By Kate Meyrick | 19 Apr 2022

Precincts are an important agent of change for our cities- but not all precincts are equally powerful; what can we discover from ancient history about the hallmarks of high-performance? 

Precincts are the new urban-black. 

The combined drivers of urban renewal or regeneration and transport investment are bringing forward precinct developments across the landscape of Australian cities both large and small.  A conversation about how to leverage these opportunities is timely, given precincts are undoubtedly a powerful force shaping contemporary competitive advantage, urban landscape, and quality of life.  Their scale, bigger than a site and smaller than a suburb, positions them perfectly as an agent for change- delivering bold responses to pressing challenges including climate change, urban resilience, social cohesion, and new models of civic governance. 

Whilst preparing for a Precincts masterclass at the recent Property Council of Australia’s national Property Congress, I set out to discover where the concept of precinct scale development originated – London, Tokyo and even Singapore were hot contenders in my mind.  The answer came as a surprise: precincts have been drivers of urban competitiveness driving the cultural and economic fortunes of great cities for more than two thousand years – with the first well-documented example being found in Ancient Alexandria in 332 BC.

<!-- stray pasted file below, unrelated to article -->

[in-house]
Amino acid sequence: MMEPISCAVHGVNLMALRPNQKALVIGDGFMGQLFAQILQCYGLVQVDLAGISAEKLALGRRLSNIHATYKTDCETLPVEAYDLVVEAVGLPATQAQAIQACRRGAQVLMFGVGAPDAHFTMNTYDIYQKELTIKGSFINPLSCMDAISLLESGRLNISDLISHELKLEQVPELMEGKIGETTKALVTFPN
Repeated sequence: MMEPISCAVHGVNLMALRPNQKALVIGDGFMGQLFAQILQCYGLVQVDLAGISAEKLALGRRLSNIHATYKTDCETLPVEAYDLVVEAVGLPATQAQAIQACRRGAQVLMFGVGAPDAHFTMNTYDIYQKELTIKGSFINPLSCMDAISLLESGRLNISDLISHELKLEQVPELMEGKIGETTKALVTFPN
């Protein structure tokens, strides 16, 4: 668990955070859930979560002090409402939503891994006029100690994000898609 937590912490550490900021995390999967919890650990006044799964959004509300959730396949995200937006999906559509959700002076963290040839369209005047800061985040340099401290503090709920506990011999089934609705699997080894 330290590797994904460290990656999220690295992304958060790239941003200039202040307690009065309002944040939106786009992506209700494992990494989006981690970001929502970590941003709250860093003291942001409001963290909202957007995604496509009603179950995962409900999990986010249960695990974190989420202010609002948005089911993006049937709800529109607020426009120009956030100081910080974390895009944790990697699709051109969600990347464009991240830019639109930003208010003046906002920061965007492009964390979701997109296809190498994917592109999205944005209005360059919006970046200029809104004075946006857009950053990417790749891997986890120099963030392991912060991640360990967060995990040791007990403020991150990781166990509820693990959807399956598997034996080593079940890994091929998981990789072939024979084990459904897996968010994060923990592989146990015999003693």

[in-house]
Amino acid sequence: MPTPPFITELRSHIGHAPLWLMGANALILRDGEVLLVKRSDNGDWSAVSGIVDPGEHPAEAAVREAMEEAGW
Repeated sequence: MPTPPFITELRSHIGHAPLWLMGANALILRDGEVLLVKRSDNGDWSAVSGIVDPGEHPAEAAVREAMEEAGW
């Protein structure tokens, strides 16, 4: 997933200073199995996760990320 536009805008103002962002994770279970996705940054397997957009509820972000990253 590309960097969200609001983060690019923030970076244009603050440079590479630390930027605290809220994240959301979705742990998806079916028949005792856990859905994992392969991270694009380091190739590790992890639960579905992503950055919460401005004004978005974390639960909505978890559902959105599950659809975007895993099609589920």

One of the greatest cities in the world for a thousand years, Alexandria’s cosmopolitan vitality, urban lifestyle and cultural institutions made it not only a centre of international trade but also a magnet for talent and capital – although they may not have used those exact words at the time. 

It was a bold and flamboyant city, founded on cutting edge thinking in architecture, planning and civil engineering; and intentionally designed as a place of science and scholarship. 

Artist’s reconstruction of the city of Alexandria, view westward along Canopic Street, with the Mouseion on the left buildings. Musée départemental Arles Antique © Jean-Claude Golvin, Éditions France. Click to enlarge. 

Alexandria attracted the most creative thinkers and enabled their prodigious ingenuity through a grandly designed and carefully curated precinct, The Mouseion.  Today we might imagine this place as part knowledge campus, cultural district, and innovation precinct – anchored by its library, theatre, botanical gardens, lecture spaces and laboratories.  Based on accounts written at the time, we know that its iconic institutions, including the Great Library, were set in a distinctive urban realm where the cultural programming and civic discourse were a drawcard for the wider community.